Bob Fosse Poster


Jump to: Overview (5)  | Mini Bio (1)  | Spouse (3)  | Trade Mark (7)  | Trivia (34)  | Personal Quotes (16)

Overview (5)

Born in Chicago, Illinois, USA
Died in Washington, District of Columbia, USA  (heart attack)
Birth NameRobert Louis Fosse
Nicknames Bobbie
Height 5' 8" (1.73 m)

Mini Bio (1)

Bob Fosse was born on June 23, 1927 in Chicago, Illinois, USA as Robert Louis Fosse. He is known for his work on Cabaret (1972), Lenny (1974) and All That Jazz (1979). He was married to Gwen Verdon, Joan McCracken and Mary Ann Niles. He died on September 23, 1987 in Washington, District of Columbia, USA.

Spouse (3)

Gwen Verdon (1 April 1960 - 23 September 1987) ( his death) ( 1 child)
Joan McCracken (1951 - 1959) ( divorced)
Mary Ann Niles (1949 - 1951) ( divorced)

Trade Mark (7)

In most of his choreographed sequences, you will see him or his proteges wearing a hat/gloves.
Highly stylized, sexual dance choreography
Known publicly and in private as a ladies' man
Tended to feature protagonists who were dancers or performers
Distinctive choreography featuring jazz hands and turned in knees
Rarely seen without cigarette hanging from mouth
Frequently collaborated with wife Gwen Verdon

Trivia (34)

Received three Emmy Awards in 1973 for Producing, Directing and Choreographing the television special Liza with a Z (1972) starring Liza Minnelli.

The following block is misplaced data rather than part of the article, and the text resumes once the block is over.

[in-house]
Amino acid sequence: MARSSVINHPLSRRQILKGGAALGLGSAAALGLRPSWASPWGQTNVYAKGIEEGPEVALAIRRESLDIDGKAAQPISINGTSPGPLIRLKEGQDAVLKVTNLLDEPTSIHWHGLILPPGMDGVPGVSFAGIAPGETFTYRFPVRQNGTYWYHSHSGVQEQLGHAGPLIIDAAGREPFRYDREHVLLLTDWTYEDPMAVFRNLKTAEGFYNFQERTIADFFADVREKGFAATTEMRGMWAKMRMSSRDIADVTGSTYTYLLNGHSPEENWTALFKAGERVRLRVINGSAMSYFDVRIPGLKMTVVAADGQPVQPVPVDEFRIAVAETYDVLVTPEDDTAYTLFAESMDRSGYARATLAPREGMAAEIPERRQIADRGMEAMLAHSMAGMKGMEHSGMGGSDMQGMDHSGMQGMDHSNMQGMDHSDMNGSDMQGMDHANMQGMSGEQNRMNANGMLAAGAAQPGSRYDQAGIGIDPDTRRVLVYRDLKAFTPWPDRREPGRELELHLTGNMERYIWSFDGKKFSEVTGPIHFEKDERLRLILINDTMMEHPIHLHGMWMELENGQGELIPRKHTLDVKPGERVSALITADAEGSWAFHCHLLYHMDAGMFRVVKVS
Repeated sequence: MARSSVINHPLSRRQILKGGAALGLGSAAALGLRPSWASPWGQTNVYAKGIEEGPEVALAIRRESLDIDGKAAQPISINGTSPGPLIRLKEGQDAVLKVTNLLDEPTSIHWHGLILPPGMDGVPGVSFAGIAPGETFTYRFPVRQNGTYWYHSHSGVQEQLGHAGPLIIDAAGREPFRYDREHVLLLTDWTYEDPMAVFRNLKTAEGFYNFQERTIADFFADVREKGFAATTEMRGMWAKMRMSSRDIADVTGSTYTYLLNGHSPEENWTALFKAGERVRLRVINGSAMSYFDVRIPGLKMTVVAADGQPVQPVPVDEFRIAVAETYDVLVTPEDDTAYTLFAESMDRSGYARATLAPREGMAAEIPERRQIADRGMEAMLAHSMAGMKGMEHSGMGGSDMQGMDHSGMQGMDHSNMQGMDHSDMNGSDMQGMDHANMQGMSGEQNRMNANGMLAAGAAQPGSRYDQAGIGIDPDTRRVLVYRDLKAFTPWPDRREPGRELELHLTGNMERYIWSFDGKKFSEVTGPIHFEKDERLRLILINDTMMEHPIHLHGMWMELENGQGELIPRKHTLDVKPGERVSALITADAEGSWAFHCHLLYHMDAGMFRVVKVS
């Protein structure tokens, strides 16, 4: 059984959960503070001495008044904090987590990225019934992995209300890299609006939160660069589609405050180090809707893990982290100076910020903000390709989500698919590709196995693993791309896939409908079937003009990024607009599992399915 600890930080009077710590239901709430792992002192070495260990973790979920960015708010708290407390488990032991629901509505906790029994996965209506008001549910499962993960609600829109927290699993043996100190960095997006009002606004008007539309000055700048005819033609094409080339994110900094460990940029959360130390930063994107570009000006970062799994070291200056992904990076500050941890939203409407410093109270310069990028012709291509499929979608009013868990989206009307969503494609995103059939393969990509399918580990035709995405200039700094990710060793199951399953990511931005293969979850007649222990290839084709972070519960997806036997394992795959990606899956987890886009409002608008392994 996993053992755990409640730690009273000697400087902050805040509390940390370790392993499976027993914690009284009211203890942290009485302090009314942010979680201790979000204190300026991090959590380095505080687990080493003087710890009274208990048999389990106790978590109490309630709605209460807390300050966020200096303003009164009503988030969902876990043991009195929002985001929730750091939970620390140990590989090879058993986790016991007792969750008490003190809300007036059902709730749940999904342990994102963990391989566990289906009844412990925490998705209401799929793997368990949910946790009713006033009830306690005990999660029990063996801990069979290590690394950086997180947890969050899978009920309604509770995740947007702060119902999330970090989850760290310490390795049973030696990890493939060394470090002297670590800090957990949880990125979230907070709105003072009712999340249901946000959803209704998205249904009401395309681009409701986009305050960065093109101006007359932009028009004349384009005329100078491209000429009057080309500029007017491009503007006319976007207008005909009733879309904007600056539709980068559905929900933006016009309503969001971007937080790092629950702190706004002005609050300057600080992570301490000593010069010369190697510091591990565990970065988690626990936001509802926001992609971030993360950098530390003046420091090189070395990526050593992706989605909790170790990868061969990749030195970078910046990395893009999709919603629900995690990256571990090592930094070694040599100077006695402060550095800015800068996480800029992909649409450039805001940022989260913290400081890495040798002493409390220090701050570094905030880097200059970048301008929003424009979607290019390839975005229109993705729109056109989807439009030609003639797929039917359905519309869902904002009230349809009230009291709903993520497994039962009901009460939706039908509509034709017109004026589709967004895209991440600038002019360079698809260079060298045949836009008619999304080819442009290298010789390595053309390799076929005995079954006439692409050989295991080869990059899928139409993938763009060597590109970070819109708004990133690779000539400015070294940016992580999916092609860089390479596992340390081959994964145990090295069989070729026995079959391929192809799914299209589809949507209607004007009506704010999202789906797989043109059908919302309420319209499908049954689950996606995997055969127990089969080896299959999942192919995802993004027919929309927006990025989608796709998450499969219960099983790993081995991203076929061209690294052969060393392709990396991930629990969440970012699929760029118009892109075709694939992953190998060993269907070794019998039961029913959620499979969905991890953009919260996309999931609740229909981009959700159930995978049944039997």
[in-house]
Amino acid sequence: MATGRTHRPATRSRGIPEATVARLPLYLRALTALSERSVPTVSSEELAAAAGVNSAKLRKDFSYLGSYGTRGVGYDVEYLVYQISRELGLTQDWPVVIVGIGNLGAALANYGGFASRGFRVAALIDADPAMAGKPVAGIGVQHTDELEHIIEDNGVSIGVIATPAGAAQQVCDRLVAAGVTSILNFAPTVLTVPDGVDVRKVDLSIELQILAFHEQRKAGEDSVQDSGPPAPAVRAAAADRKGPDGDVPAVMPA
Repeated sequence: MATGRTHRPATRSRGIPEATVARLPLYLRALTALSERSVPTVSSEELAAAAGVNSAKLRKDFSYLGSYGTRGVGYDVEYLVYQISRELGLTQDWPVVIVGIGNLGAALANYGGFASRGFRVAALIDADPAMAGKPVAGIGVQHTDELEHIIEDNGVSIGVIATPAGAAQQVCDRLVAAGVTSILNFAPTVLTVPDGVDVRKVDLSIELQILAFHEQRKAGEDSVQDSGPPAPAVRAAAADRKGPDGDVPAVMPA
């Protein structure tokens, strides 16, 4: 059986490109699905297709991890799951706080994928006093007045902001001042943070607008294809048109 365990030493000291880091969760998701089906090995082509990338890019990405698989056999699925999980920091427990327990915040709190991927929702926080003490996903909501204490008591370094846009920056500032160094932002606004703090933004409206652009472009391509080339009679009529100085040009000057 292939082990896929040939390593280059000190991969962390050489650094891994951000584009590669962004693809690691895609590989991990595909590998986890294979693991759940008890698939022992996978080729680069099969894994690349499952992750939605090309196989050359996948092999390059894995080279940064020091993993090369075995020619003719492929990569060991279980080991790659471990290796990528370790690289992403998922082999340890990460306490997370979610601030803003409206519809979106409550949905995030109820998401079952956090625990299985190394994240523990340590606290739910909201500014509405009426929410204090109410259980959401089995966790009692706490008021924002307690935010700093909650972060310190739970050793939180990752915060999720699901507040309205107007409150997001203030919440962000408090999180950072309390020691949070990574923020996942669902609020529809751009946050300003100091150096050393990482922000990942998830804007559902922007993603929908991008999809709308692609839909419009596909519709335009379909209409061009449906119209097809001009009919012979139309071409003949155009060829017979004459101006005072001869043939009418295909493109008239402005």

Separated from Gwen Verdon in to 1970s, but remained married to her until his death. In the interim, he was romantically involved with Ann Reinking and Jessica Lange.
Father (with Gwen Verdon) of Nicole Fosse.
Choreographer, screenwriter (besides director).
In 1973, he received an Academy Award for directing Cabaret (1972), a Tony Award for directing "Pippin", and an Emmy Award for directing Liza with a Z (1972). He's the only director to win all three major industry prizes in a single year.
Was planning on making a film version of his Broadway hit "Chicago", with Madonna (a film version is once again in the works, thanks to the success of the Broadway revival), as well as a film about the life of Walter Winchell.
Was at times slated to choreograph and direct several Broadway hits, including "Funny Girl" and "Promises, Promises".
Throughout his career, he was always listed in the Manhattan phone directory.